1. I love asparagus. These recipes sound so yummy. I love Italian food, but I'm not Italian either and don't have many of those items on hand.

  2. Love broccoli but I don't really care too much for asparagus. I haven't made any recipes by her before but I do like her show!

  3. I LOVE Rachael Ray and have just about all of her cookbooks. If you are a little puzzled by some of the ingredients, grab one of her early cookbooks, even from the library, if they have it. I have The Big Orange Book and found it to be a little more sophisticated than her earlier books. She does a much better job in her earlier books of explaining ingredients and cooking techniques for those of us who don't know everything! And the recipes are just as good, if not better.

  4. As a food-interested reader and collector of cookbooks I enjoyed your review of Rachael Ray's book.

    (I am in Copenhagen, Denmark so) I have not seen that many of her shows, although they've been aired here, but have caught one here and there if I was home at the time they were aired, and she seems like an inspiring lady. I am not sure that her cook books has been translated to Danish though, and while I read English literature very easily, cook books has to be translated because we use the metric and the celcius systems and I have never figured out all that goobledegook with ounces and fahrenheit and all that ;o)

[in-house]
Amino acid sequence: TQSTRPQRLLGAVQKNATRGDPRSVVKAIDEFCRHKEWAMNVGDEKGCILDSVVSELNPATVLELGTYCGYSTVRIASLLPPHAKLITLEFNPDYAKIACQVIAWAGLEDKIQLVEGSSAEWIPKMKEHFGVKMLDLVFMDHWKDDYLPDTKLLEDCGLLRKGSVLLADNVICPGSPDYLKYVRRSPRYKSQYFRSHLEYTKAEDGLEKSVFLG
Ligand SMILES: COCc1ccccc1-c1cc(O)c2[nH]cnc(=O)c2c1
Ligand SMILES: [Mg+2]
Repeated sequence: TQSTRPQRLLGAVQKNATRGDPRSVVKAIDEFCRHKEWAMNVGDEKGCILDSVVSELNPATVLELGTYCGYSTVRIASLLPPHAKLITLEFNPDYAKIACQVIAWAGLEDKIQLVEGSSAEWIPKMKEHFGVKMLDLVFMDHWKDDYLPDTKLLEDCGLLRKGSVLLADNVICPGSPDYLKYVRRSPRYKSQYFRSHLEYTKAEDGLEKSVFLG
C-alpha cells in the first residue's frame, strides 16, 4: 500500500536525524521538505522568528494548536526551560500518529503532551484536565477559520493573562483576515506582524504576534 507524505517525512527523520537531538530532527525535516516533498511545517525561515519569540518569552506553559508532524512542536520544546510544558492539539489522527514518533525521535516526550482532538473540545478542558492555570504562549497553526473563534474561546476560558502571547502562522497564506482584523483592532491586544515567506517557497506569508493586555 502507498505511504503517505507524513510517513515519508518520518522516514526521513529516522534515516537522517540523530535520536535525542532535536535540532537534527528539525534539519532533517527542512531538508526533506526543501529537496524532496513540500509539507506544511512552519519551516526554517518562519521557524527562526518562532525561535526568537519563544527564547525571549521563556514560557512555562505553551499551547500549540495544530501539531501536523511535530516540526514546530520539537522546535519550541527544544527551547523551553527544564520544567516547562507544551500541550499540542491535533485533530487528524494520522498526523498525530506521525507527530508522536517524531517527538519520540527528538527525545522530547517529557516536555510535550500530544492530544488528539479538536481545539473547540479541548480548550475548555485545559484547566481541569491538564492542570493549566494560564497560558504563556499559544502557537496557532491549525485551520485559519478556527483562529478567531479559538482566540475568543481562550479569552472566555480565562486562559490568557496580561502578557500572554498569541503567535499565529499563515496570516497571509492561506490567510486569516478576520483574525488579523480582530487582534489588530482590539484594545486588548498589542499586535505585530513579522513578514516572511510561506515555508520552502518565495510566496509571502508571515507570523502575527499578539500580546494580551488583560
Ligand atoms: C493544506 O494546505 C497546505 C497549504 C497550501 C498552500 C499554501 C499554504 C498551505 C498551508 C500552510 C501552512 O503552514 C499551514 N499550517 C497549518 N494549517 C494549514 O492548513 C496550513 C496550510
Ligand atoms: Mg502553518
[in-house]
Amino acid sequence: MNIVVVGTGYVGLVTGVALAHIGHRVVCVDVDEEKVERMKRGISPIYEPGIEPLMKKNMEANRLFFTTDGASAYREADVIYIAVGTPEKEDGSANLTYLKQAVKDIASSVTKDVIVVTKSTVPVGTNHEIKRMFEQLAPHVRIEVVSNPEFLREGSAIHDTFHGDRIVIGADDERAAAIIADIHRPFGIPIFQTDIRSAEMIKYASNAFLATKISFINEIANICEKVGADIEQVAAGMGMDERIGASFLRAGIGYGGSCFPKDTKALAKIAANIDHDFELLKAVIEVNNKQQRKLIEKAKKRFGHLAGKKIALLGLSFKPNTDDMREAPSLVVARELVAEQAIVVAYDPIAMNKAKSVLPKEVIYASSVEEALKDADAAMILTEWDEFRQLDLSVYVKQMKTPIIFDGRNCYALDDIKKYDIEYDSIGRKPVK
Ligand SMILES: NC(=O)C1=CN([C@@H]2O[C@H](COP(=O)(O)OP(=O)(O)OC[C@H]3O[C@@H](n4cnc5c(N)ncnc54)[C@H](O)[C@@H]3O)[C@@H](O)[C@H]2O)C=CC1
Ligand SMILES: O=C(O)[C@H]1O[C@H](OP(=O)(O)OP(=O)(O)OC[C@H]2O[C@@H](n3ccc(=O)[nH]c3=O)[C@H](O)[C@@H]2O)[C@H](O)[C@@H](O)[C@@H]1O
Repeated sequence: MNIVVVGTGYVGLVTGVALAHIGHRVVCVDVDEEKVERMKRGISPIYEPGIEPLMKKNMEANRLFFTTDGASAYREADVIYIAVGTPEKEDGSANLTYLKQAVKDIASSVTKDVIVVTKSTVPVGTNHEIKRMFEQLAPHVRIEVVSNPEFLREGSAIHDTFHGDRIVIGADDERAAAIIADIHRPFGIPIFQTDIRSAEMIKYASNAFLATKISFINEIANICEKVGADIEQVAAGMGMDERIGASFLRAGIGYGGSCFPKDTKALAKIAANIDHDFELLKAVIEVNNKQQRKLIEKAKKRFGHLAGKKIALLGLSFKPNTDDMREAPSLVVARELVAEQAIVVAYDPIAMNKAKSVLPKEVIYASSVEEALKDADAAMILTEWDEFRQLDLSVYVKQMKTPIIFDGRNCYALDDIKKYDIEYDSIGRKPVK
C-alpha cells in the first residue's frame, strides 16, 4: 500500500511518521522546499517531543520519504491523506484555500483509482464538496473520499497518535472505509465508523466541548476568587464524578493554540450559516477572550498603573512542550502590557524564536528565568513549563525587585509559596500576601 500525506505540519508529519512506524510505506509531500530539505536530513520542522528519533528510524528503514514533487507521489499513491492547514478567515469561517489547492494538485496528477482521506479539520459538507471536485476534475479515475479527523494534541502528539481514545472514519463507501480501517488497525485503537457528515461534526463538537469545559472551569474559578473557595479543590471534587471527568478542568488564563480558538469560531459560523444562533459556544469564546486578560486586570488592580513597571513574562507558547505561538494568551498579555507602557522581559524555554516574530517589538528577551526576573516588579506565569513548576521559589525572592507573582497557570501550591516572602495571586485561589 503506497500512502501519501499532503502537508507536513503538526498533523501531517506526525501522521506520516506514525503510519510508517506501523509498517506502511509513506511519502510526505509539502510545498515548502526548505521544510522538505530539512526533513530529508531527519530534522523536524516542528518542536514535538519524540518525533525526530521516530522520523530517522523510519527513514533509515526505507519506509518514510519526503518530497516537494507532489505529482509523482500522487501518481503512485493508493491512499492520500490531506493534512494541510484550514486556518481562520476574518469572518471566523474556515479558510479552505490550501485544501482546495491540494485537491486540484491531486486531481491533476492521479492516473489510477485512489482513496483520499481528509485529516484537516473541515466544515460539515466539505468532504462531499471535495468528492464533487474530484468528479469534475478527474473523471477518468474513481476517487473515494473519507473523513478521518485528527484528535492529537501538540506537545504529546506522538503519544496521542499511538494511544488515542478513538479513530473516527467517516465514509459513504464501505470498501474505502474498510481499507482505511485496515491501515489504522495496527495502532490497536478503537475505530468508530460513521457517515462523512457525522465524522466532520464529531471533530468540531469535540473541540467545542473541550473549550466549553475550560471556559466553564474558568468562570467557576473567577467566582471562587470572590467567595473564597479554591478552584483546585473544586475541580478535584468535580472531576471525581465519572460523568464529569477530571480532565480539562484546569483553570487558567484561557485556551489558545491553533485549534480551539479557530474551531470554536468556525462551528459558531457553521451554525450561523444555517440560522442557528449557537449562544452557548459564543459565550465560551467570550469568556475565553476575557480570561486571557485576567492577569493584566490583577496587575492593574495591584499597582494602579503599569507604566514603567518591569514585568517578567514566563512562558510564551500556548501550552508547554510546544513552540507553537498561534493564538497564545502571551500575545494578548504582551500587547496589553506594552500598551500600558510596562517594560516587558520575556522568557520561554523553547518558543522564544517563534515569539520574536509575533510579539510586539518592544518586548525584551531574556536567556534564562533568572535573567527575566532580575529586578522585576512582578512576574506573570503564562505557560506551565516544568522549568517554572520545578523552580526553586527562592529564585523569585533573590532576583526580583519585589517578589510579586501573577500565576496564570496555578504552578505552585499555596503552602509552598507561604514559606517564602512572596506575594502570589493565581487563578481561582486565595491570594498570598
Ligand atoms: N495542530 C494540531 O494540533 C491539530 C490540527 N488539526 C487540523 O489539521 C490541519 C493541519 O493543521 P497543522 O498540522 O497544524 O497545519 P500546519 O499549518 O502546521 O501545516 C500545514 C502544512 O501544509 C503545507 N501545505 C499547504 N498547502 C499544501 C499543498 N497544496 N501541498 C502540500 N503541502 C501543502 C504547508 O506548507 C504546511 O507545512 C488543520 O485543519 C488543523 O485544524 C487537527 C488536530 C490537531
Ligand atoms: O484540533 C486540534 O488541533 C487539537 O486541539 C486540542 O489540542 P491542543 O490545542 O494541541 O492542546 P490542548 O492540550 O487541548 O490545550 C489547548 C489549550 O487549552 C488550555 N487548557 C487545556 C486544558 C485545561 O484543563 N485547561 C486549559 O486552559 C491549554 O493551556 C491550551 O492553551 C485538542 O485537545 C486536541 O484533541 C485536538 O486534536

5. booklogged - and they arent' even strange ingredients, just not flavors that we have traditionally eaten

    tink - I only started eating asparagus in the last year or two, it's a new food for my husband and me.

    lexi - that's good to know, and there is even a section called 'worth the extra time.' I'd probably get another book by her, especially if you say they are more accessible

    louise - that's what is great about living in Canada, we are metric and all our cans and ingredients are in metric, but our cookbooks and utensils are in Imperial. We know both and neither at the same time. Our stoves for example, have both Farenheit and Celsius posted on the oven.

  6. LOL! about the basil pesto. I made my kids try it years ago when they were young and it definitely wasn't kid yum to them either. They weren't even picky eaters and we'd raised them to try new foods.

  7. I'm offering this book on my site as a giveaway item for June. It ought to be great for whoever wins it.

    Love the blog and all the posts. Have a great day.


Thanks for commenting, so nice of you to visit.

(I'll try without the letters for a while - so please dont be a spammer! Let's try no anonymous users)